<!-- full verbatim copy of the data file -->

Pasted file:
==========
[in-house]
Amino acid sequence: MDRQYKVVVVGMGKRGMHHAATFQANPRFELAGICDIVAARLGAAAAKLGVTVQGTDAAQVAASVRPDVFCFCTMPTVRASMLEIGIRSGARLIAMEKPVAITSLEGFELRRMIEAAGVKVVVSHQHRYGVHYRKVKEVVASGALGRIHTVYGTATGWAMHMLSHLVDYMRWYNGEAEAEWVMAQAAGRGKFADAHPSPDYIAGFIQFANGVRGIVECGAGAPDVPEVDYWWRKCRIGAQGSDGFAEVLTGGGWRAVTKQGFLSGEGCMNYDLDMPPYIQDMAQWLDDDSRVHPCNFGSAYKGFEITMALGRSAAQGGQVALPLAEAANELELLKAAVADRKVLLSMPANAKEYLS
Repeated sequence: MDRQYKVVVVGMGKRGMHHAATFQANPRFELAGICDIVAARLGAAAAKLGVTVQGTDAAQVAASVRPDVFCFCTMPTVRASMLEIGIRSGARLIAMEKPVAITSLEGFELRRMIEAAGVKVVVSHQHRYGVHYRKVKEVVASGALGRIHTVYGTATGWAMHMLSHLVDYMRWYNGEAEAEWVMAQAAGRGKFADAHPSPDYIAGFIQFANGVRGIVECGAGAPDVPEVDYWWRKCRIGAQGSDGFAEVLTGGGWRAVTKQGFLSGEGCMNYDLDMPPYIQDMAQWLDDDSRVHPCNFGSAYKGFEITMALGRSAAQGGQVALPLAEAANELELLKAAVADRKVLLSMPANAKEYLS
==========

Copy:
[in-house]
Amino acid sequence: MDRQYKVVVVGMGKRGMHHAATFQANPRFELAGICDIVAARLGAAAAKLGVTVQGTDAAQVAASVRPDVFCFCTMPTVRASMLEIGIRSGARLIAMEKPVAITSLEGFELRRMIEAAGVKVVVSHQHRYGVHYRKVKEVVASGALGRIHTVYGTATGWAMHMLSHLVDYMRWYNGEAEAEWVMAQAAGRGKFADAHPSPDYIAGFIQFANGVRGIVECGAGAPDVPEVDYWWRKCRIGAQGSDGFAEVLTGGGWRAVTKQGFLSGEGCMNYDLDMPPYIQDMAQWLDDDSRVHPCNFGSAYKGFEITMALGRSAAQGGQVALPLAEAANELELLKAAVADRKVLLSMPANAKEYLS
Repeated sequence: MDRQYKVVVVGMGKRGMHHAATFQANPRFELAGICDIVAARLGAAAAKLGVTVQGTDAAQVAASVRPDVFCFCTMPTVRASMLEIGIRSGARLIAMEKPVAITSLEGFELRRMIEAAGVKVVVSHQHRYGVHYRKVKEVVASGALGRIHTVYGTATGWAMHMLSHLVDYMRWYNGEAEAEWVMAQAAGRGKFADAHPSPDYIAGFIQFANGVRGIVECGAGAPDVPEVDYWWRKCRIGAQGSDGFAEVLTGGGWRAVTKQGFLSGEGCMNYDLDMPPYIQDMAQWLDDDSRVHPCNFGSAYKGFEITMALGRSAAQGGQVALPLAEAANELELLKAAVADRKVLLSMPANAKEYLS